power. The standards are plainly sufficient. They are found in the statement of the purposes to be achieved, N.J.S.A. 52:14C-2(a), and in the specification of what a reorganization plan may do, N.J.S.A. 52:14C-4(a), and may not do, N.J.S.A. 52:14C-6(a). Rather plaintiffs contend the power to reorganize is nondelegable, that is, it must be exercised by the Legislature itself, and perhaps also that the reservation of the authority in both houses to disapprove a plan renders invalid a delegation of power which, but for that reservation, would be constitutionally permissible.

Our statute, as the statement annexed to the bill reveals, was patterned upon the federal Executive Reorganization Act, 5 U.S.C.A. § 901 et seq. There, too, the chief executive is authorized to prepare plans for reorganizations within his branch of government, to become effective unless disapproved by either house of the Congress rather than by both houses as under the New Jersey statute, 5 U.S.C.A. § 906(a).

The constitutionality of the federal act was sustained by three-man courts in Isbrandtsen-Moller Co., Inc. v. United States, 14 F. Supp. 407 (S.D.N.Y. 1936), affirmed on other grounds, 300 U.S. 139, 57 S. Ct. 407, 81 L. Ed. 562 (1936), and Swayne & Hoyt v. United States, 18 F. Supp. 25 (D.D.C. 1936), affirmed on other grounds, 300 U.S. 297, 57 S. Ct. 478, 81 L. Ed. 659 (1937). In the first cited case, the trial court readily found the standards were adequate to contain the exercise of the delegated power. As we have said, plaintiffs do not question the sufficiency of the standards in our statute. With respect to the issue before us, the federal court said in that case (14 F. Supp. p. 412):

"As it [the Congress] did not confer upon anyone functions it was bound to keep and exercise for itself, there was no failure to preserve the required separation of governmental powers."

In both cases, the United States Supreme Court found it unnecessary to pass upon the constitutional issue. The question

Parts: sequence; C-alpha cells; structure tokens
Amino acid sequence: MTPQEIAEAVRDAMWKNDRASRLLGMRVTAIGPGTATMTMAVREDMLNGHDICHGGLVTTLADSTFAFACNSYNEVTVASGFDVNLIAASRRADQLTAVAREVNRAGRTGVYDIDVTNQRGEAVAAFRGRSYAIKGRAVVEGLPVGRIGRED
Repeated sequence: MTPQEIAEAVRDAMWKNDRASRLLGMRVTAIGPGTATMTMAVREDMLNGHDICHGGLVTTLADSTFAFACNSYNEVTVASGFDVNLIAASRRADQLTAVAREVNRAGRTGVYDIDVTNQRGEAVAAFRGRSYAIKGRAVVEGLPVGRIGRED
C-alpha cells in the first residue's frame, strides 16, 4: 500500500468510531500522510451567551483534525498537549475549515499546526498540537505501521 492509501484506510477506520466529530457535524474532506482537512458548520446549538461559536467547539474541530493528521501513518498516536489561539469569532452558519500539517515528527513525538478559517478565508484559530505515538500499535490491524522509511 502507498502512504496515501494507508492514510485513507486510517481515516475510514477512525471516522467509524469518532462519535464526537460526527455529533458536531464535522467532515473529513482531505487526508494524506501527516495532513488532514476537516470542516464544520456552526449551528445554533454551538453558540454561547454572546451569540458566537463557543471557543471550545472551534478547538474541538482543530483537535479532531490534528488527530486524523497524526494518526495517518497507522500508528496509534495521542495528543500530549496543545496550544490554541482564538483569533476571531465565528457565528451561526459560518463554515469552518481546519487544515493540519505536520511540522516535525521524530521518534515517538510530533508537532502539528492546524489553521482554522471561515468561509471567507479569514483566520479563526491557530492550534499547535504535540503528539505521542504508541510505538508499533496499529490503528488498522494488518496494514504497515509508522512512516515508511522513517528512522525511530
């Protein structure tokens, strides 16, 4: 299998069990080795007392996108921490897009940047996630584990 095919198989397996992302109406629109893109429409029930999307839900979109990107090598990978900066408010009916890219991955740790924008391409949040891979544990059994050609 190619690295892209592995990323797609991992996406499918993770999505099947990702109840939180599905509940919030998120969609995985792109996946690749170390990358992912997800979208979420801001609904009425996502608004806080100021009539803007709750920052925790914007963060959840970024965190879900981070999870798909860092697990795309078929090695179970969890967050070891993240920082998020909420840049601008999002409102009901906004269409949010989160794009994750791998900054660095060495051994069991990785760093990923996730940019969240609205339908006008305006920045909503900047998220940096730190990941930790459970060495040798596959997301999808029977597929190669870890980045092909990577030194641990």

has not since been raised. It is safe to say the constitutionality of the federal statute is now accepted.

Apparently the only other opinion involving such statutes is Opinion of the Justices, 96 N.H. 517, 83 A.2d 738 (Sup. Ct. 1950). There the Governor called for an advisory opinion as to the constitutionality of the New Hampshire executive reorganization act. The statute, as revealed by the opinion, was the same as ours in relevant aspects. The New Hampshire court split 3 to 2, the majority finding the statute to be invalid.

The majority opinion did not find the Legislature could not delegate to the Governor authority to adopt plans of reorganization. Rather the majority found there in fact was no delegation, saying (pp. 740-741):

"We do not conceive that these provisions constitute a delegation of legislative authority to the Governor. Rather the authority is withheld entirely to the Legislature to determine whether the plans which he submits shall or shall not become law. They do not become law upon transmittal, nor by the lapse of time merely. Only the lapse of twenty-five 'legislative' days, coupled with inaction on the part of the Legislature, or its adjournment during the period, is sufficient under the act to give to the plan or plans the character of law. When filed they are no more ...